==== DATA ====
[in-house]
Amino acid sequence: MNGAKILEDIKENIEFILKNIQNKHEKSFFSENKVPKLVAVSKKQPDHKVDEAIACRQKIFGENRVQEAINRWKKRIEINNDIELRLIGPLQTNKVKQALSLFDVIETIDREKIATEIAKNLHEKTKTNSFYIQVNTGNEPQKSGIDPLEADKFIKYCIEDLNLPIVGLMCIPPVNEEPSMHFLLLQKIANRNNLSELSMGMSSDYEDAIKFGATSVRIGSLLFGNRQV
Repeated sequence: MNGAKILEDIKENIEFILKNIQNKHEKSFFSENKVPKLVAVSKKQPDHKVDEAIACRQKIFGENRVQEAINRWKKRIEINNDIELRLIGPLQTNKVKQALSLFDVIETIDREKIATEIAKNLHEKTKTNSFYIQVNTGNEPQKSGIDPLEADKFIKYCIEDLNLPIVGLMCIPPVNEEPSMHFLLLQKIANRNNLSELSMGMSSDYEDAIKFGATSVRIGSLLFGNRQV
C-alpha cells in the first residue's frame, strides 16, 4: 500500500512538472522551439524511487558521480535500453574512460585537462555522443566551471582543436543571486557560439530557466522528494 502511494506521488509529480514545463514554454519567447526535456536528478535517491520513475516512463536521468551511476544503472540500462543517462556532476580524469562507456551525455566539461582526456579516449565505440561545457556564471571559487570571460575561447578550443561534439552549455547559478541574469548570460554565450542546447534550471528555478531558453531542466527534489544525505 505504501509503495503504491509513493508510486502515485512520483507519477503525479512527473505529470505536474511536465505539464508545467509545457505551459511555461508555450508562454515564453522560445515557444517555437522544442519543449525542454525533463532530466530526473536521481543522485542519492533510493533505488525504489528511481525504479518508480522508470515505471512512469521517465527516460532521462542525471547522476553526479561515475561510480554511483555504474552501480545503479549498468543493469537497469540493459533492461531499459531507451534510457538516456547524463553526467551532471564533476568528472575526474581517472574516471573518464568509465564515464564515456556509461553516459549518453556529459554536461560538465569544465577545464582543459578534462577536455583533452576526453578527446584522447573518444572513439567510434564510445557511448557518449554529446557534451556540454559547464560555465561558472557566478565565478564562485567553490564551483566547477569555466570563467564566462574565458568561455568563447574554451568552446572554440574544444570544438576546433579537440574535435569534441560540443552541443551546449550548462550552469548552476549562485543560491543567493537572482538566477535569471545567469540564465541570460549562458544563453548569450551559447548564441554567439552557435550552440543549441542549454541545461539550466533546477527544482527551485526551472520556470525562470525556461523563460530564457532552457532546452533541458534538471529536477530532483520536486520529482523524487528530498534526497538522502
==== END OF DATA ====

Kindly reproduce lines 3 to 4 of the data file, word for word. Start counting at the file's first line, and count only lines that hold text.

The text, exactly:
Repeated sequence: MNGAKILEDIKENIEFILKNIQNKHEKSFFSENKVPKLVAVSKKQPDHKVDEAIACRQKIFGENRVQEAINRWKKRIEINNDIELRLIGPLQTNKVKQALSLFDVIETIDREKIATEIAKNLHEKTKTNSFYIQVNTGNEPQKSGIDPLEADKFIKYCIEDLNLPIVGLMCIPPVNEEPSMHFLLLQKIANRNNLSELSMGMSSDYEDAIKFGATSVRIGSLLFGNRQV
C-alpha cells in the first residue's frame, strides 16, 4: 500500500512538472522551439524511487558521480535500453574512460585537462555522443566551471582543436543571486557560439530557466522528494 502511494506521488509529480514545463514554454519567447526535456536528478535517491520513475516512463536521468551511476544503472540500462543517462556532476580524469562507456551525455566539461582526456579516449565505440561545457556564471571559487570571460575561447578550443561534439552549455547559478541574469548570460554565450542546447534550471528555478531558453531542466527534489544525505 505504501509503495503504491509513493508510486502515485512520483507519477503525479512527473505529470505536474511536465505539464508545467509545457505551459511555461508555450508562454515564453522560445515557444517555437522544442519543449525542454525533463532530466530526473536521481543522485542519492533510493533505488525504489528511481525504479518508480522508470515505471512512469521517465527516460532521462542525471547522476553526479561515475561510480554511483555504474552501480545503479549498468543493469537497469540493459533492461531499459531507451534510457538516456547524463553526467551532471564533476568528472575526474581517472574516471573518464568509465564515464564515456556509461553516459549518453556529459554536461560538465569544465577545464582543459578534462577536455583533452576526453578527446584522447573518444572513439567510434564510445557511448557518449554529446557534451556540454559547464560555465561558472557566478565565478564562485567553490564551483566547477569555466570563467564566462574565458568561455568563447574554451568552446572554440574544444570544438576546433579537440574535435569534441560540443552541443551546449550548462550552469548552476549562485543560491543567493537572482538566477535569471545567469540564465541570460549562458544563453548569450551559447548564441554567439552557435550552440543549441542549454541545461539550466533546477527544482527551485526551472520556470525562470525556461523563460530564457532552457532546452533541458534538471529536477530532483520536486520529482523524487528530498534526497538522502